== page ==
Saturday, March 31, 2007

Utila Island, Honduras

A few years ago I met a traveller and had the usual conversation, where are you from, what do you do, how long have you been travelling? etc. He had said he was a diver. A little puzzled as to how that could be a profession, I asked him if it was for the Olympics? Does he do all those crazy flips and everything? The jackknife? How many meters? Isn't it dangerous? I don't think English was his first language, and his answers continued to puzzle me and I gave up on the conversation. Years later now I realize he was a SCUBA diver, not a high-board swimming-pool diver like I had imagined! Doh!

So guess what? I have been studying and working hard this last week, and am now a certified Open Water Diver! YIPPEEEE!!!-- I am loving it so much that this week I will take courses in deep water diving (to 40 meters/120 ft), wreck diving, navigational diving, underwater naturalism (learning all the fishies' names), and night diving, and will have Advanced Diver certification by the end of next week! I think I've finally found my adventure sport!---and no, I still can't do the jackknife.

I planned on staying here in Utila for a week, but I'll be here until Easter, a little more than two weeks. It's a relaxed, friendly and beautiful place, I have my own room for $5 a night (but one week free with the diving courses), and am soooo happy to give a break to the trusty ol' backpack.
(L) Setting up (R) Scuba group

Two girls in my diving group were from Slovenia. They asked if I knew any Slovenian, and when I told them my "bad words" they laughed and laughed, they said that only old people use those words, totally outdated! So they taught me some modern bad words to make up for it. Both girls are heavy smokers and insisted on their morning coffees before doing anything else---sound like anyone we know?

Thursday, March 22, 2007


Hi from Belize! I'm on the island of Caye Caulker, a famous snorkeling and diving destination. People speak English here, mon, as well as Spanish, and it's a cool crazy mix of all races of people. They use their own English here, a road sign I saw, for example, read, "STOP SPITE WI RUN, DI HEAD TAX MONEY." Any guesses as to what that means? Everything costs a whopping lot of money here, man alive. (Mon alive?) Parental note: it is safe and full of tourists.

Getting back to things, on Monday I crossed the border into Guatemala from Mexico on a 4 person-capacity wooden boat across a silty and eddying river, then boarded a rickety school bus and got jolted around on a dirt road for 4 hours to Flores (this all from a travel agency!). It was hilarious. I stayed 2 nights, just enough time to check out the jungle-enshrouded ruins at Tikal and leave. I will be back to Guatemala during Easter weekend, yippee!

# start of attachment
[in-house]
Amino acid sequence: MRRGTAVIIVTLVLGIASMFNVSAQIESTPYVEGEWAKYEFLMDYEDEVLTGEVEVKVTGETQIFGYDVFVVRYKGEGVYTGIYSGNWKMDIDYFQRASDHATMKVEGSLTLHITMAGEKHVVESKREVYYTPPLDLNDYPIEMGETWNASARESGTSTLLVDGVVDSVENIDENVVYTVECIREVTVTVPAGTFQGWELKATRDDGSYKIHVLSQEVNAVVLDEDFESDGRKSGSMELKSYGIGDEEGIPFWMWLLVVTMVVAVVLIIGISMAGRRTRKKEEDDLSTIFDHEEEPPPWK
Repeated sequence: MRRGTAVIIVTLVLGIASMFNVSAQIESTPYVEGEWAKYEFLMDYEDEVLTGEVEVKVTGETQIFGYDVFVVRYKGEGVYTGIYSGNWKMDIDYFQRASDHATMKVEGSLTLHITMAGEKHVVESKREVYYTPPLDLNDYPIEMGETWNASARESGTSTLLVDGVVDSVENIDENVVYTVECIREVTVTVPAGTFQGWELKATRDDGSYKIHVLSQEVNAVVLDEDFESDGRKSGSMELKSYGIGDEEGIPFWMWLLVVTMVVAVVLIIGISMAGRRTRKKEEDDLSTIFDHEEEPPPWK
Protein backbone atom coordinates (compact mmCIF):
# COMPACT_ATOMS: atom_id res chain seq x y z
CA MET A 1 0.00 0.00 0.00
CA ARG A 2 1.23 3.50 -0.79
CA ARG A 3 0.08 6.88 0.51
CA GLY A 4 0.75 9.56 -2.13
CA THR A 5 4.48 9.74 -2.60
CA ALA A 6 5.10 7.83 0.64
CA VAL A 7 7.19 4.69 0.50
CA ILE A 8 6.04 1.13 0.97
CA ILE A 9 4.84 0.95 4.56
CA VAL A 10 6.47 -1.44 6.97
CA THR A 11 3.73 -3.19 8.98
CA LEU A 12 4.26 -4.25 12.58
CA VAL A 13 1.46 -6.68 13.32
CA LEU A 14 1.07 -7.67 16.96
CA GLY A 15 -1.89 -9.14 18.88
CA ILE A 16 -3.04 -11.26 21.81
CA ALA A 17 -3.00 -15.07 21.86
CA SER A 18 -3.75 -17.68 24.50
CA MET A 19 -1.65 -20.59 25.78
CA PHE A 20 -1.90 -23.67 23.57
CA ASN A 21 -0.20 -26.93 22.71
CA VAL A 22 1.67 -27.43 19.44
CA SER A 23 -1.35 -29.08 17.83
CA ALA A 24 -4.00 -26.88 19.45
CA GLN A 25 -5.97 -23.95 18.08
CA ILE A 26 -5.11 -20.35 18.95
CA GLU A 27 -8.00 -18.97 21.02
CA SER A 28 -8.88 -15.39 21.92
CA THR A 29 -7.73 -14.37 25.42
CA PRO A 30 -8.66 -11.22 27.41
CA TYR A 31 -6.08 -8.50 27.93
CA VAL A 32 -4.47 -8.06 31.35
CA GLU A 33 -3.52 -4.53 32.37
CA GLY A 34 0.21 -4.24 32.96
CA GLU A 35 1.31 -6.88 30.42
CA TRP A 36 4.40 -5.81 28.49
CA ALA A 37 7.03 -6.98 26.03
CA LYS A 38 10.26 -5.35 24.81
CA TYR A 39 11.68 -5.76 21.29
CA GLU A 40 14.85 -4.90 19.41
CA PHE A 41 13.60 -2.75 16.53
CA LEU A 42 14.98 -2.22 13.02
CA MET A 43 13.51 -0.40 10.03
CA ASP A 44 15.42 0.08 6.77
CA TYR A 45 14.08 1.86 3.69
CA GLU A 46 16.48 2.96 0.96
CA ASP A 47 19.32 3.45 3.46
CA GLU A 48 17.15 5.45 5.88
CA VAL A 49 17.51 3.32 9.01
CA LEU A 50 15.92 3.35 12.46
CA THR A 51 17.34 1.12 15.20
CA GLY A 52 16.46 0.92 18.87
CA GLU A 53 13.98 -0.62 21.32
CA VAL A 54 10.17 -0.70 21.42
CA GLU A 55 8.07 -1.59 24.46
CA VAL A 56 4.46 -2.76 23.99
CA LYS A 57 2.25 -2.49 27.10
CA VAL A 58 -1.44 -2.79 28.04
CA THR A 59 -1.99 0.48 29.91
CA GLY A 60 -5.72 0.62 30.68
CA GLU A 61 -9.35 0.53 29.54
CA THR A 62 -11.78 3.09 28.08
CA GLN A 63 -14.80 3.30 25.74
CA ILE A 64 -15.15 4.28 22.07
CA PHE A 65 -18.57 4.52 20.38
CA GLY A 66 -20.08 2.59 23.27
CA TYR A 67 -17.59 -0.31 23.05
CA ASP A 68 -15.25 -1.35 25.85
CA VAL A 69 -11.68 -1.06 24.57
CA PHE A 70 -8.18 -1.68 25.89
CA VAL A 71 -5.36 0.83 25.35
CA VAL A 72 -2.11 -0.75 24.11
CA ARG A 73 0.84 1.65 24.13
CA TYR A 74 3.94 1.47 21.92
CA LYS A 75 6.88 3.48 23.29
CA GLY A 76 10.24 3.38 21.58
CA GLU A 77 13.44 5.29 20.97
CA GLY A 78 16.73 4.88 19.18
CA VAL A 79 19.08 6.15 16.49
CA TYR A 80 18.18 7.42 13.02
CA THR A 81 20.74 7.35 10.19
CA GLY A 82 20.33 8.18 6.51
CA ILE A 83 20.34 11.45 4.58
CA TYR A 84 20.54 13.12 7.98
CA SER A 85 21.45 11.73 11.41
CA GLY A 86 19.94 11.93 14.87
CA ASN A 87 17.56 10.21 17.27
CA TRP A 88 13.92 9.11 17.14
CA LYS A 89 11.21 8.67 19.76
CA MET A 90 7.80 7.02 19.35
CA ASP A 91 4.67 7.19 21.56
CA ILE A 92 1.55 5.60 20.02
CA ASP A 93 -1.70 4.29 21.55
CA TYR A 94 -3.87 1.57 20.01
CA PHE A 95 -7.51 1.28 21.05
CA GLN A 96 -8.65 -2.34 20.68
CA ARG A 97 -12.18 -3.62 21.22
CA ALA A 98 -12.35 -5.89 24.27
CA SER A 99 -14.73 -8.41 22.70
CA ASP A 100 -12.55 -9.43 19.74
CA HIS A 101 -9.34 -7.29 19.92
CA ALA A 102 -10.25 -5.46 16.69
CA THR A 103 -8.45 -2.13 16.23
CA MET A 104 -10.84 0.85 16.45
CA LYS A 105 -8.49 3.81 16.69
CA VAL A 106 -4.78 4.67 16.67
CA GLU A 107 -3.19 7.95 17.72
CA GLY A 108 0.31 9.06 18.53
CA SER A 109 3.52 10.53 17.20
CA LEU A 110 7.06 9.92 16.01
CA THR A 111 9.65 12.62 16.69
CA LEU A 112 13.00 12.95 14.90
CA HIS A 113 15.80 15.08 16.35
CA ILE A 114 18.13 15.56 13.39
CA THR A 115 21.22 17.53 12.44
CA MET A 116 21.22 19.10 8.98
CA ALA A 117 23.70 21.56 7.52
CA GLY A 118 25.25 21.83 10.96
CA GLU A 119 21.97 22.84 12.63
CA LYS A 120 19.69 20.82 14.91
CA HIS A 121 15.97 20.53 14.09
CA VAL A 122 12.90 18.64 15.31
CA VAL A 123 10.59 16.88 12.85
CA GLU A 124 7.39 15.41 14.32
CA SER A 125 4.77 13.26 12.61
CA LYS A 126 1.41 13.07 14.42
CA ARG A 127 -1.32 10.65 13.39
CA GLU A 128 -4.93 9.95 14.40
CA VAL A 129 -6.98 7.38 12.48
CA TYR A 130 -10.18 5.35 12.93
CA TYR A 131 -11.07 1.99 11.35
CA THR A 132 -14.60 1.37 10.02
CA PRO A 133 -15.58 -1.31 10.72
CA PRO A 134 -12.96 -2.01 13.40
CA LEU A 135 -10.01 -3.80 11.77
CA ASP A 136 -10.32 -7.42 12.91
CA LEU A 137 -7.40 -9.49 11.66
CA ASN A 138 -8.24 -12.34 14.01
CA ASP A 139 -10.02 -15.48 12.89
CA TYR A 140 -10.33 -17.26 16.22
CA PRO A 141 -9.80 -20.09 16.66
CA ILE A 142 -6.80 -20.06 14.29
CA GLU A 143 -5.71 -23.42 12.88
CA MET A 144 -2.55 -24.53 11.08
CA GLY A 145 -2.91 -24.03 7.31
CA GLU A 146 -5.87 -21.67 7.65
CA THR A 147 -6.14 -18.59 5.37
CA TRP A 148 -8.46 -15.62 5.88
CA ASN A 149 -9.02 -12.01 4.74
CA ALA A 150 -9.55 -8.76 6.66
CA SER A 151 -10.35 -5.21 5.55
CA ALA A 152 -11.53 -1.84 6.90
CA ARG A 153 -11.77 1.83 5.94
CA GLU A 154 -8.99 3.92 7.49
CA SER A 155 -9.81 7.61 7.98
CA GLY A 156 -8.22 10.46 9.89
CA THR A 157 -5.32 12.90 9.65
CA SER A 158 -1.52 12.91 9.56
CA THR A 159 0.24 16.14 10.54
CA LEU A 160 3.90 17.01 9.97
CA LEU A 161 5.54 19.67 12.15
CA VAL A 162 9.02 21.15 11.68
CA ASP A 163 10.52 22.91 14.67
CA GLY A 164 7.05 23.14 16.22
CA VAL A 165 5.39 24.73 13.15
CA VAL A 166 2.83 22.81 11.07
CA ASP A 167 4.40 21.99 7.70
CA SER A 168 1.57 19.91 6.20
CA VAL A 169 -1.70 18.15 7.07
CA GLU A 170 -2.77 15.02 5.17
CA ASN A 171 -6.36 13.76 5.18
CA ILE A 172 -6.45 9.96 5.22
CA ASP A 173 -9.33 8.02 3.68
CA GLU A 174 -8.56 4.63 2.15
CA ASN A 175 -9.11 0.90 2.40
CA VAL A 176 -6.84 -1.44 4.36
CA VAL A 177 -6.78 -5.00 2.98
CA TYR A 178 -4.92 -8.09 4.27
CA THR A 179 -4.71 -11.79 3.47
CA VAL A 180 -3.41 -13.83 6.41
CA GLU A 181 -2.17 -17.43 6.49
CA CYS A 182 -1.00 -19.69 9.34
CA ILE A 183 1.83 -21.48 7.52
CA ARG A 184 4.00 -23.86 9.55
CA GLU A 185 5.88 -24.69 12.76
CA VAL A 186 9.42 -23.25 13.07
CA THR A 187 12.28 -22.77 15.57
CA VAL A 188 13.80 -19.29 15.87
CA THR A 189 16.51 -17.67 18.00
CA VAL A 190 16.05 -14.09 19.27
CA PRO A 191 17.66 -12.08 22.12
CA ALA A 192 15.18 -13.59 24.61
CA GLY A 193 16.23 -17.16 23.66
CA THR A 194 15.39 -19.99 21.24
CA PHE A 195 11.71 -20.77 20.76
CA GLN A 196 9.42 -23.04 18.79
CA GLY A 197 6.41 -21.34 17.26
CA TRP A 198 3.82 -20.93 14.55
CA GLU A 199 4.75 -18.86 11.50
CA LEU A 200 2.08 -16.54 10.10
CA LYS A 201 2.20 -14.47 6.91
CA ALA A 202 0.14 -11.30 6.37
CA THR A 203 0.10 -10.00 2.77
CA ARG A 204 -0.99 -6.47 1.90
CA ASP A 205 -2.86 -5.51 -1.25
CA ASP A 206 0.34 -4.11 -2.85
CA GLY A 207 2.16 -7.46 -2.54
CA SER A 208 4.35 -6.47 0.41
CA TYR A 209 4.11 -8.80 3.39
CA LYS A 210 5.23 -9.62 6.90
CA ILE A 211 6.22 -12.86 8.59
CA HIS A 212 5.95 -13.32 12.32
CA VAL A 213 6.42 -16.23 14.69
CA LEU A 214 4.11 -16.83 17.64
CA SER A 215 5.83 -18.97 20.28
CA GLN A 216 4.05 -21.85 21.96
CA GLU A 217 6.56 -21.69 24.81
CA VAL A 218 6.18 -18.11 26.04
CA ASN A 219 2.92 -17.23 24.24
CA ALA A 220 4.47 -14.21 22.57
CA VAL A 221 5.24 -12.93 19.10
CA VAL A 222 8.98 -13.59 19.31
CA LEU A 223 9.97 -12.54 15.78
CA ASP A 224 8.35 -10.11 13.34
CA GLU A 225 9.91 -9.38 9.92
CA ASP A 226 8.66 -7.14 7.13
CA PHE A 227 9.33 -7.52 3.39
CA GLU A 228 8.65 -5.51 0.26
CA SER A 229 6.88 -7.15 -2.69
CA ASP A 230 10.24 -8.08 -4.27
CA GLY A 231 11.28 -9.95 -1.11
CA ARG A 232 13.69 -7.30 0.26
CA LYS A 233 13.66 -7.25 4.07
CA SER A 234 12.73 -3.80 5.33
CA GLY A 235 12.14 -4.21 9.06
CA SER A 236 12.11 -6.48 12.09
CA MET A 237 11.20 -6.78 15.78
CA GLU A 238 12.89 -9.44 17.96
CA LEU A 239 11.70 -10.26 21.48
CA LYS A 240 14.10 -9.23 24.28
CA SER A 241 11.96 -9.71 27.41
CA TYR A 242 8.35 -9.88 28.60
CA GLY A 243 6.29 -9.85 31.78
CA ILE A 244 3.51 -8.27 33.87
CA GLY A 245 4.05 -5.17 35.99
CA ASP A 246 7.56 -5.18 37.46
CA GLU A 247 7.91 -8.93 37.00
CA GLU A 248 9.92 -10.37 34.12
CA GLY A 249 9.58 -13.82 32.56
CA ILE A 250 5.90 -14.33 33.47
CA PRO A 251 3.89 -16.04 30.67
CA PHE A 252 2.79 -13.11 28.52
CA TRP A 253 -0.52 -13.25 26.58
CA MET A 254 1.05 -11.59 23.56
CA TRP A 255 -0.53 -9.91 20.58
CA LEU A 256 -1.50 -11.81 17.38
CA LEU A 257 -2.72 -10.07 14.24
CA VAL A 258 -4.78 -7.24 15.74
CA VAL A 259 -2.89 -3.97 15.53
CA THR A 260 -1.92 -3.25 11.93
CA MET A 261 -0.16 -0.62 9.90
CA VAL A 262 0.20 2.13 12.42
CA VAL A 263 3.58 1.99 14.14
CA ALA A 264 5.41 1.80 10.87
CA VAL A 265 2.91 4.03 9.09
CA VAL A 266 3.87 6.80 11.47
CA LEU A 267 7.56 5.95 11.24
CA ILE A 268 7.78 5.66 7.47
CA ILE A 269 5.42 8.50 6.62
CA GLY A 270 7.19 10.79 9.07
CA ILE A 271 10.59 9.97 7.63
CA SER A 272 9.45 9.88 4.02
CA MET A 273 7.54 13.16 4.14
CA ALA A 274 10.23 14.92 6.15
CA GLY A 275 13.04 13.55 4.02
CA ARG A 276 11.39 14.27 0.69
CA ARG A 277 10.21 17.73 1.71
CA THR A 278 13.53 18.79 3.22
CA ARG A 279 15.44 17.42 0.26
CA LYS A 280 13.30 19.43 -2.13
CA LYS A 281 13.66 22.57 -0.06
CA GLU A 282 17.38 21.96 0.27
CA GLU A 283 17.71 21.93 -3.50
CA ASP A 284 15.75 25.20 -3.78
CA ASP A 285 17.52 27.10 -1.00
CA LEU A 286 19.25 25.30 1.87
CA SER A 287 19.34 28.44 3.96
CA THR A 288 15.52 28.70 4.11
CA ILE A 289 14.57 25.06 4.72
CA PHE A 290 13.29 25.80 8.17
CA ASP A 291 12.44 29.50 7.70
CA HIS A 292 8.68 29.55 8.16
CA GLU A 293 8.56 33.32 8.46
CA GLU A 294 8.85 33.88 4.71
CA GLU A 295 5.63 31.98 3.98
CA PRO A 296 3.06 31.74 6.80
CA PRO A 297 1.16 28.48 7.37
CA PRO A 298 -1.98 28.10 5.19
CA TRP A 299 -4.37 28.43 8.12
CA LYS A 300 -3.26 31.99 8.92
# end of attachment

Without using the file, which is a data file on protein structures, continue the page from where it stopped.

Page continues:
The second biggest coral reef in the world (after the Great Barrier Reef in Australia) is here near Belize and Honduras. Today I casually booked a snorkeling excursion without really knowing what I'd see, and ended up swimming with sharks!!! Parental note: of course, harmless ones. The boat people then threw a bit of fish meat into the water and within seconds I was surrounded by about 15 meter-long stingrays!! (15 of them---they weren't fifteen meters long). I took lots of pics with my nifty underwater camera (Thanks Dad!).

Saturday I'm off to the island of Utila in Honduras for about a week. More beaches, tourists and coral reef, but cheaper. Hopefully they'll have internet.

By the way, the people of Belize have asked me to tell you, the people of America and other countries, to come to Belize. Tourism has dropped lately, probably due to global warming and people staying home, who knows. It's a beautiful country, so I will spread the word, mon.

Sunday, March 18, 2007

2 months in Mexico!

Today is my 2 month anniversary since arriving in Mexico. I celebrated with Burger King for lunch (I was quite embarassed, but noone will ever see me again here anyway) and will have pizza tonight, can't wait!! And tomorrow at around 10am I will be crossing the border into Guatemala to the lake-island town of Flores.

But catching up to things...from the Oaxaca coast I took a night bus to the indigineous mountain town of San Cristobal de las Casas. This is where the whole Zapatistas movement started in the 1990's when they took over the city. After visiting some nearby indigineous villages and watching a movie about the Zapatistas, they are now my official heroes, and this without doubt was my favorite place on my trip to Mexico. (brainwashed? perhaps) Each village has its own culture and even its own outfit. Imagine having to wear the "Mandan" outfit since you are from Mandan, North Dakota (I would imagine something with cowboy boots), and if you are a woman and married a man from Bismarck (like my sister), you would have to change to the Bismarck outfit (maybe something with feathered hair and your sweater tucked into your jeans). Most villages believe in an adapted form of christianity, but one village ousted the official priest and practices their own religion using colored candles, pine needles and the sacrifice of chickens (and roosters, hurrah!) in the church in front of altars for each saint.

Today I visited the ancient ruins of Palenque. Imagine 1,500 year-old pyramids in the jungle, it was soo cool. I rented a cabaña in a hippie jungle enclave near the ruins. My cabaña looks more like a permanent picnic tent with only screens and with a bed in it, and a "porch" that overlooks a nearby stream. I can see lizards while lying in bed, I love it.